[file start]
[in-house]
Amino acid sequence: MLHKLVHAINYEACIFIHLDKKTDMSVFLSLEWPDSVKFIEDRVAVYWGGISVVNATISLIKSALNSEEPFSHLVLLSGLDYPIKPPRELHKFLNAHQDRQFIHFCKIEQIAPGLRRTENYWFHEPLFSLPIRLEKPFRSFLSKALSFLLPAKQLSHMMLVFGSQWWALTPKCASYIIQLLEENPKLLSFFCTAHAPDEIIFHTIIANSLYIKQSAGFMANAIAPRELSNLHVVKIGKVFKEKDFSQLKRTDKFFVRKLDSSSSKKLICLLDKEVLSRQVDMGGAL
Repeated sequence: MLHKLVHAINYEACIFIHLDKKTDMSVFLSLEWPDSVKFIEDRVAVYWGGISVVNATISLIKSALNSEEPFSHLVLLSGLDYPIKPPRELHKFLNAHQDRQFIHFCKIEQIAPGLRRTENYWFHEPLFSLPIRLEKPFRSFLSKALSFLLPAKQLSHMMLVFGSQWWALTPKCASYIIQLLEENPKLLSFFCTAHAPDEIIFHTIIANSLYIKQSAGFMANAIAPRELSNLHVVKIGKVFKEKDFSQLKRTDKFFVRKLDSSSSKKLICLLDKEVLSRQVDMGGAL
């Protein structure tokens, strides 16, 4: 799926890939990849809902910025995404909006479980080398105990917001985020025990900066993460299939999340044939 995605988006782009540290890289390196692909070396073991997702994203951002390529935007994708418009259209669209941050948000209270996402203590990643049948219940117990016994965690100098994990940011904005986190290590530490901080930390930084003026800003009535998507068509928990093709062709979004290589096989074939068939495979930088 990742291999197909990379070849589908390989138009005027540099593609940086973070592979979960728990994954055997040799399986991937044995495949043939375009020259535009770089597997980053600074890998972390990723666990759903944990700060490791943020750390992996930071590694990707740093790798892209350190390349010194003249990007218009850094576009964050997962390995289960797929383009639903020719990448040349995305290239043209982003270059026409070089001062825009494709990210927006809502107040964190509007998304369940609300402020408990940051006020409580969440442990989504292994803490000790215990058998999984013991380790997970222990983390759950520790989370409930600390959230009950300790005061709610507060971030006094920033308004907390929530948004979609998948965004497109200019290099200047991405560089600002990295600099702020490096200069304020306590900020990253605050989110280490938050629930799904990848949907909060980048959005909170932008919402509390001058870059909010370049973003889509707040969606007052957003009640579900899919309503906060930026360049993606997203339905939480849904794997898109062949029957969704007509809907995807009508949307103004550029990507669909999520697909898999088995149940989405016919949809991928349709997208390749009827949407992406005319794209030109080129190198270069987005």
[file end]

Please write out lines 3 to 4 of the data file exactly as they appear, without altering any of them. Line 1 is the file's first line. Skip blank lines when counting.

Repeated sequence: MLHKLVHAINYEACIFIHLDKKTDMSVFLSLEWPDSVKFIEDRVAVYWGGISVVNATISLIKSALNSEEPFSHLVLLSGLDYPIKPPRELHKFLNAHQDRQFIHFCKIEQIAPGLRRTENYWFHEPLFSLPIRLEKPFRSFLSKALSFLLPAKQLSHMMLVFGSQWWALTPKCASYIIQLLEENPKLLSFFCTAHAPDEIIFHTIIANSLYIKQSAGFMANAIAPRELSNLHVVKIGKVFKEKDFSQLKRTDKFFVRKLDSSSSKKLICLLDKEVLSRQVDMGGAL
């Protein structure tokens, strides 16, 4: 799926890939990849809902910025995404909006479980080398105990917001985020025990900066993460299939999340044939 995605988006782009540290890289390196692909070396073991997702994203951002390529935007994708418009259209669209941050948000209270996402203590990643049948219940117990016994965690100098994990940011904005986190290590530490901080930390930084003026800003009535998507068509928990093709062709979004290589096989074939068939495979930088 990742291999197909990379070849589908390989138009005027540099593609940086973070592979979960728990994954055997040799399986991937044995495949043939375009020259535009770089597997980053600074890998972390990723666990759903944990700060490791943020750390992996930071590694990707740093790798892209350190390349010194003249990007218009850094576009964050997962390995289960797929383009639903020719990448040349995305290239043209982003270059026409070089001062825009494709990210927006809502107040964190509007998304369940609300402020408990940051006020409580969440442990989504292994803490000790215990058998999984013991380790997970222990983390759950520790989370409930600390959230009950300790005061709610507060971030006094920033308004907390929530948004979609998948965004497109200019290099200047991405560089600002990295600099702020490096200069304020306590900020990253605050989110280490938050629930799904990848949907909060980048959005909170932008919402509390001058870059909010370049973003889509707040969606007052957003009640579900899919309503906060930026360049993606997203339905939480849904794997898109062949029957969704007509809907995807009508949307103004550029990507669909999520697909898999088995149940989405016919949809991928349709997208390749009827949407992406005319794209030109080129190198270069987005």